Sprinkle Goals

I think of a sprinkle goal as being a token goal that’s added to a goal list to try to create better balance. It adds the impression of balance, but it doesn’t really connect with deeper meaning or purpose.

Picture the sprinkles on top of a cupcake. They look nice, but they don’t really add much substance to the cupcake. And if you only have sprinkle goals, then you have no cupcake at all. You just have some colored sugar.

Here are some examples of sprinkle goals:

  • Read 10 books
  • Exercise more
  • Spend time with my wife / husband / kids
  • Connect with my friends each week
  • Spend less time online
  • Make a new social media post each day
  • Spend X hours per week on decluttering
  • Organize my finances

To really determine if a goal is a sprinkle goal, you have to view it in context. You’re the only one who can make that determination about your own goals.

One person’s sprinkle goals may actually be meaningful for another person. For one person a goal like reading 10 new books may feel very purposeful, while for someone else it’s just something tossed onto the pile to pay lip service to learning, creating the illusion of more balance.

Sprinkle goals don’t generate much commitment, and they’re often phrased noncommittally. A common sign of a sprinkle goal is when a goal contains words like more or less. It doesn’t connect with real behavioral changes or specific outcomes.

Sprinkle goals are lazy goals. When someone sets a sprinkle goal, they haven’t thought through much to the implementation side. They usually stop at the formation of the goal and leave it at that, so it just perpetually hangs there in space. It isn’t turned into something specific. There isn’t a sense of wanting to follow through into action when the goal is set.

A sprinkle goal normally lacks a connection to deeper meaning and purpose. It may take a stab in that direction, but it somehow misses.

Which 10 books are you book are you going to read? Why do you want to read them? What will be missing from your life if you skip this? What’s the point?

Why do you want to spend more time with your wife? Doing what specifically? Does watching TV together count? What are you trying to change or improve about your relationship?

One way to spot a sprinkle goal is to ask: If this were my only goal, how much would it matter?

What if your only goal was to read 10 books? What if your only goal was to spend more time with your kids? Those could matter enough if they’re connected with a deeper meaning and purpose, but most of the time when people ask this question, the hollowness of their sprinkle goals becomes apparent.

Is it so terrible to have sprinkle goals? No, you could have a few. They may still add some value to your life. But you’ll probably get more value if you redefine them into more meaningful and specific ones.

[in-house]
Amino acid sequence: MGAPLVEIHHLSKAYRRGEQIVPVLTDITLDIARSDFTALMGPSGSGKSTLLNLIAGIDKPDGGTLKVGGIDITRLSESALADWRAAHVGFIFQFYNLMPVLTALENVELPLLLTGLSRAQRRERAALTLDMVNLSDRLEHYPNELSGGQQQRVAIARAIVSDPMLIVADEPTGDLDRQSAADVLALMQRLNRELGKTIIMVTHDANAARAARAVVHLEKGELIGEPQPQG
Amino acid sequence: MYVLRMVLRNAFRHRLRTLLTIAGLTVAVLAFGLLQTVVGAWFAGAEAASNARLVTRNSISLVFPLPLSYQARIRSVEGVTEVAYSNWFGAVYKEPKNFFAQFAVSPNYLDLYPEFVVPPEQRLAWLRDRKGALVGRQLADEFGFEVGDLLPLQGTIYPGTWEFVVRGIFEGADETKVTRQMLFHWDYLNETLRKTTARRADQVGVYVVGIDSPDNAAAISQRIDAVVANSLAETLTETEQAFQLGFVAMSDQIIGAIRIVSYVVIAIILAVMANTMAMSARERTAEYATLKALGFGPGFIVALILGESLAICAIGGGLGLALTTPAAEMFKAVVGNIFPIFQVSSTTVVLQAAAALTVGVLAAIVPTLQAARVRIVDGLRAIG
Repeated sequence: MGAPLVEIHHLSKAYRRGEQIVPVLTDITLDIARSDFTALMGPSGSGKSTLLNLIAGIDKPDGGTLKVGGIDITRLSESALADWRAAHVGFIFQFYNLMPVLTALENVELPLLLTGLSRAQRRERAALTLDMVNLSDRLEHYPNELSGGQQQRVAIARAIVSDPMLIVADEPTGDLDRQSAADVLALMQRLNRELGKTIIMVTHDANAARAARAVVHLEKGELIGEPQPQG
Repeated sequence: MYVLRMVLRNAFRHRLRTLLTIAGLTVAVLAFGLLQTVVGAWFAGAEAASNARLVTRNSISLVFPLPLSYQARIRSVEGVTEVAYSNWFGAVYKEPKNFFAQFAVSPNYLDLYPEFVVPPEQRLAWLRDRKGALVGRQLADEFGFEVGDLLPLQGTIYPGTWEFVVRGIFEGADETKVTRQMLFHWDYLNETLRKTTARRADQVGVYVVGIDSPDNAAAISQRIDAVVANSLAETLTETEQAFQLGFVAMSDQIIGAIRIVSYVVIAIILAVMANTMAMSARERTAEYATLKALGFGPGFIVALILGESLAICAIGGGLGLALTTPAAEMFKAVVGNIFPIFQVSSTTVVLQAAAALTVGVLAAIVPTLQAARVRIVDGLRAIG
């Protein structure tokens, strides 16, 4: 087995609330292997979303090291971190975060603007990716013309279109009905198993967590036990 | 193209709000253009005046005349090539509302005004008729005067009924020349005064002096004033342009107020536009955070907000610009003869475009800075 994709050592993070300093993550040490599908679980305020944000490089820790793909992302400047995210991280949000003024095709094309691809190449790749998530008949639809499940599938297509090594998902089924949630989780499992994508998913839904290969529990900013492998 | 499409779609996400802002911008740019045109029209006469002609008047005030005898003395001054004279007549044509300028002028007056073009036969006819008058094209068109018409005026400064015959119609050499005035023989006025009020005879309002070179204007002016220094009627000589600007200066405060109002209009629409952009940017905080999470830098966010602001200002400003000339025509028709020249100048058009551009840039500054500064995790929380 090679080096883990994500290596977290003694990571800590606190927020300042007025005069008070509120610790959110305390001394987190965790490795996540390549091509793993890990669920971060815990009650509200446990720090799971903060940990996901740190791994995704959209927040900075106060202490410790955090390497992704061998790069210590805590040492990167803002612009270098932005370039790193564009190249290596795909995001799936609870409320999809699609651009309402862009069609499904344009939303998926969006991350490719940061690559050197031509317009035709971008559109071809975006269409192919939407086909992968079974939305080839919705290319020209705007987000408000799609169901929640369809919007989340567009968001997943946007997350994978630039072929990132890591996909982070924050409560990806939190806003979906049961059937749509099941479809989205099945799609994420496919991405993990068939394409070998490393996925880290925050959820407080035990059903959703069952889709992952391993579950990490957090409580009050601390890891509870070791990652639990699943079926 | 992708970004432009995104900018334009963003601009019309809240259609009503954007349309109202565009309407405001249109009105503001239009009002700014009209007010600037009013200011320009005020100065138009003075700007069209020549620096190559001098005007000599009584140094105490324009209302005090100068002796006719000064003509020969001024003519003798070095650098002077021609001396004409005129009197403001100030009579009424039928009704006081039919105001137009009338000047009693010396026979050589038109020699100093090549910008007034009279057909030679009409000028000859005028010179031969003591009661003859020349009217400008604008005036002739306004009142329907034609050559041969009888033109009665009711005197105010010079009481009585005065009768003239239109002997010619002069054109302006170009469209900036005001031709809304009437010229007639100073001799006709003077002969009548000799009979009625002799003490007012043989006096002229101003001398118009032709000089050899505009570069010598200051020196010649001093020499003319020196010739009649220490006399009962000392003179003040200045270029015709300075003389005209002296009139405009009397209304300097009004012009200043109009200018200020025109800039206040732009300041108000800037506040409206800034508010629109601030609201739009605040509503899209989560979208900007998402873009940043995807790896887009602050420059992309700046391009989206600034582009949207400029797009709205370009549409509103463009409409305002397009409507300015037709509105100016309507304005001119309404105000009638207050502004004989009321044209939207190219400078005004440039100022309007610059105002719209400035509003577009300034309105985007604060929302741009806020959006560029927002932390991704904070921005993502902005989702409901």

A sprinkle goal is really an excuse not to think deeply about setting true and meaningful goals in some area of life. Setting a goal like “read 10 books” hides the fact that you haven’t really figured out what role self-education will play in your life or what new skills and knowledge you want to gain and why.

Setting a goal like “spend more time with my husband” means you haven’t really thought through where your relationship is going and how you’d actually like to see it grow and improve.

A sprinkle goal is a replacement for the hard work of real goal setting. They’re often added on top after you’ve gotten tired of thinking deeply about your other goals, and you don’t want to invest the same depth of thought into other areas of life. So you just toss in some placeholders to create the illusion of balance.

Because they don’t matter much, you probably won’t achieve your sprinkle goals either, and it may be best that you don’t since they’d otherwise distract you from working on more meaningful goals. But even adding sprinkle goals to your goals list is generally a mistake because it creates clutter and makes you feel less accomplished. You’ll be tempted to treat them like other goals, but they’re really too malformed to be truly actionable in a meaningful way. Whether you do them or don’t do them is of little consequence.

Cautiously watch for sprinkle goals infecting your goals list, and prune them when you notice them. It’s okay to feel the void of not having a goal to cover some aspect of life such as your relationship or your self-development. Don’t race to fill that void with sprinkles. Hold out till you do the work of baking the whole cupcake.

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Read Sprinkle Goals by Steve Pavlina